What I was sure of is that I made sure not to actively change any of my spending habits.

The process

There were lots of small things I noticed. Like how I had more coins in my life than ever before. (Which is not a bad thing.) I even got a roll of $1 coins for the first time in my life to pay for parking meters when circumstances required that I use them.

Did you even know that these things existed?
Did you even know that these things existed?

But coins aside, as the month rolled into gear, I didn’t feel any different. When I spent a $20 bill out at a restaurant, I would still record $20 in my spreadsheet under “Food Fun” (that’s my name for the category of all “non-essential” food spending). I didn’t notice any changes.

In fact, I started mentally drafting a post about how maybe spending cash doesn’t make much of a difference, especially if you’re already budgeting. I was willing to admit that my gut feeling that cash changes things might be off-base.

The surprise

About halfway through the month, I looked at my spreadsheet, saw how much I had spent in each category, and was startled with what I saw:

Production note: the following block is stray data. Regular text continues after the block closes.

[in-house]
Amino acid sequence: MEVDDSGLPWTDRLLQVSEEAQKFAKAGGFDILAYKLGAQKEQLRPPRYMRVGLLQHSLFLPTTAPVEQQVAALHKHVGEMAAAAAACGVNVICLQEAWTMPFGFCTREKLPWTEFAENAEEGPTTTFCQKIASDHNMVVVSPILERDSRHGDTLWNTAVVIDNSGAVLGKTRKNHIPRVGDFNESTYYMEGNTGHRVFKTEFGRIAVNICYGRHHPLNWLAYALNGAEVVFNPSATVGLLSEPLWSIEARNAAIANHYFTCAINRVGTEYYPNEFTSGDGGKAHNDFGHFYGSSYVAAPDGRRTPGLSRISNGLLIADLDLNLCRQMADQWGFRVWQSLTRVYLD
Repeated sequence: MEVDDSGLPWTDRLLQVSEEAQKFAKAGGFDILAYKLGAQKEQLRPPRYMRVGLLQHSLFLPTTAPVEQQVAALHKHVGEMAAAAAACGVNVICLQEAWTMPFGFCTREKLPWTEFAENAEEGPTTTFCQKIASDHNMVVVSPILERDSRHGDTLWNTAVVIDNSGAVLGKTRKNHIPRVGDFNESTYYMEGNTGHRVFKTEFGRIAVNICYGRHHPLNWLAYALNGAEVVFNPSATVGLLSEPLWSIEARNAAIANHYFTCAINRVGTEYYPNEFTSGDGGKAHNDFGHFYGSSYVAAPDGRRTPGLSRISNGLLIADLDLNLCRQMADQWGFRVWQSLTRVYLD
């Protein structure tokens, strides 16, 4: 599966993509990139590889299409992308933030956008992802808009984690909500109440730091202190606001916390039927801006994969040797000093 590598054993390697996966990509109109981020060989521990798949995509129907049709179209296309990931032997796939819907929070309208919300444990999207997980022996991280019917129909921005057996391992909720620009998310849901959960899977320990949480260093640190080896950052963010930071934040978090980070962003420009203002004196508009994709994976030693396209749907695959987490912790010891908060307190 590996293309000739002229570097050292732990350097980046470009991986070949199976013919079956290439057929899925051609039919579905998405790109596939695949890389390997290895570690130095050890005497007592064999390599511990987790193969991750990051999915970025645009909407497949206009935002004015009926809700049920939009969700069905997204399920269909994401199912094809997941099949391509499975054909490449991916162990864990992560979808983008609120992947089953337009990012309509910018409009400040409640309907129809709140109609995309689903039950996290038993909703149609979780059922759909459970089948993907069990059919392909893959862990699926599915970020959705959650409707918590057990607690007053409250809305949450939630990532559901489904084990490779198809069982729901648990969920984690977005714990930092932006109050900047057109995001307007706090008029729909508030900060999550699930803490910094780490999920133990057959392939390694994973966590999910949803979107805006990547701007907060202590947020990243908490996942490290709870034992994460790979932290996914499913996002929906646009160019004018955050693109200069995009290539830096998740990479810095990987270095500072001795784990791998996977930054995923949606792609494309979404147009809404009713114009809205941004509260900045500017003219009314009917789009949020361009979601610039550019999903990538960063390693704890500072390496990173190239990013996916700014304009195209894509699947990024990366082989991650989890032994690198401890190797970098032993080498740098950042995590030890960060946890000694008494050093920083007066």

I was hundreds of dollars under budget.

This was so startling that it made me think that I had perhaps done my math wrong. But I hadn’t.

What I couldn’t figure out though, was why had this happened? By all rights, it felt like an average, representative month for me. Usual amounts of social time and alone time, busyness and downtime. It’s not like a was being a hermit. I went out, I did things. It was even a 31 day month.

But as spooky as it was, the numbers didn’t lie. I was spending less. And it was adding up.

The result

When the month ended, I was approximately $300 under budget. No joke. This means that just by dealing with cash and going through my normal month, that much extra is available now for saving, investing, or whatever I want to do with it.


The future

Now this is a single data point, and I don’t want to extrapolate too much from this. To really establish causality, I’d need to do this again over the course of a few months.

READ MORE:  How can I convince you to not put your spending on a credit card?

But not right now. To be honest, I need a break. Not from budgeting, mind you, but it would be nice to not have to worry about making change for eight different piles of cash for a little bit.

But if you’re struggling, and you need to find extra money in your budget, I would highly recommend taking a month and spending only cash.

My thesis statement remains: With cash, you will spend less.

And if your experience is anything like mine, you won’t notice a thing. Just don’t ask me how it works, because I have no idea.

So long for now, wallet busters.
So long for now, wallet busters.

What do you think? Do you have any ideas how I spent less this month? Will you take the #cashonlymonth challenge to see?

Comments are closed.